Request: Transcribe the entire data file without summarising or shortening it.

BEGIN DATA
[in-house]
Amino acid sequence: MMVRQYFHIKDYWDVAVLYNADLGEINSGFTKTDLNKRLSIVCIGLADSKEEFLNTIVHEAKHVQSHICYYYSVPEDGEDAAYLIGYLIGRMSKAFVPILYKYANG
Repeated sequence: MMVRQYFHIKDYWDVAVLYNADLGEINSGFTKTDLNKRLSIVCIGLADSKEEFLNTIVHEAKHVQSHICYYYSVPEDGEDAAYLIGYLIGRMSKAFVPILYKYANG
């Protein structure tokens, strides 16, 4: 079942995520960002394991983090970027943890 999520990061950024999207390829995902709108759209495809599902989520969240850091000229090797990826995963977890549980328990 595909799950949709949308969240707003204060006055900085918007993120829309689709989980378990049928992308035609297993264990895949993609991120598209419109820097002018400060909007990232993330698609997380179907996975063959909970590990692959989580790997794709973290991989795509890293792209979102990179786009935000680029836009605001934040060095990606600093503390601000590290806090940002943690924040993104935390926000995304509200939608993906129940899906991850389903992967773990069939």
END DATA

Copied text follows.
[in-house]
Amino acid sequence: MMVRQYFHIKDYWDVAVLYNADLGEINSGFTKTDLNKRLSIVCIGLADSKEEFLNTIVHEAKHVQSHICYYYSVPEDGEDAAYLIGYLIGRMSKAFVPILYKYANG
Repeated sequence: MMVRQYFHIKDYWDVAVLYNADLGEINSGFTKTDLNKRLSIVCIGLADSKEEFLNTIVHEAKHVQSHICYYYSVPEDGEDAAYLIGYLIGRMSKAFVPILYKYANG
């Protein structure tokens, strides 16, 4: 079942995520960002394991983090970027943890 999520990061950024999207390829995902709108759209495809599902989520969240850091000229090797990826995963977890549980328990 595909799950949709949308969240707003204060006055900085918007993120829309689709989980378990049928992308035609297993264990895949993609991120598209419109820097002018400060909007990232993330698609997380179907996975063959909970590990692959989580790997794709973290991989795509890293792209979102990179786009935000680029836009605001934040060095990606600093503390601000590290806090940002943690924040993104935390926000995304509200939608993906129940899906991850389903992967773990069939």